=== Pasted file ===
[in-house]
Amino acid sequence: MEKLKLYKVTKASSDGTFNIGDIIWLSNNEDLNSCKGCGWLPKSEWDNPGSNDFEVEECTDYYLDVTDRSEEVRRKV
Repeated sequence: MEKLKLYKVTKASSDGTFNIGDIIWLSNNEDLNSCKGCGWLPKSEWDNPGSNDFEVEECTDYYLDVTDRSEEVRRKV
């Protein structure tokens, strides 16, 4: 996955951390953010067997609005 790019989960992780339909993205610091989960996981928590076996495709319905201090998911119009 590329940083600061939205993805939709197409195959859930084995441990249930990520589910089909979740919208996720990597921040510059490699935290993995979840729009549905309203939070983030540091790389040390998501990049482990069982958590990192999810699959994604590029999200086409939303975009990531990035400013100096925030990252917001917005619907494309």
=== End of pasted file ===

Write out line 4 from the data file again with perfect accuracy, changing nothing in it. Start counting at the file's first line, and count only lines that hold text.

């Protein structure tokens, strides 16, 4: 996955951390953010067997609005 790019989960992780339909993205610091989960996981928590076996495709319905201090998911119009 590329940083600061939205993805939709197409195959859930084995441990249930990520589910089909979740919208996720990597921040510059490699935290993995979840729009549905309203939070983030540091790389040390998501990049482990069982958590990192999810699959994604590029999200086409939303975009990531990035400013100096925030990252917001917005619907494309």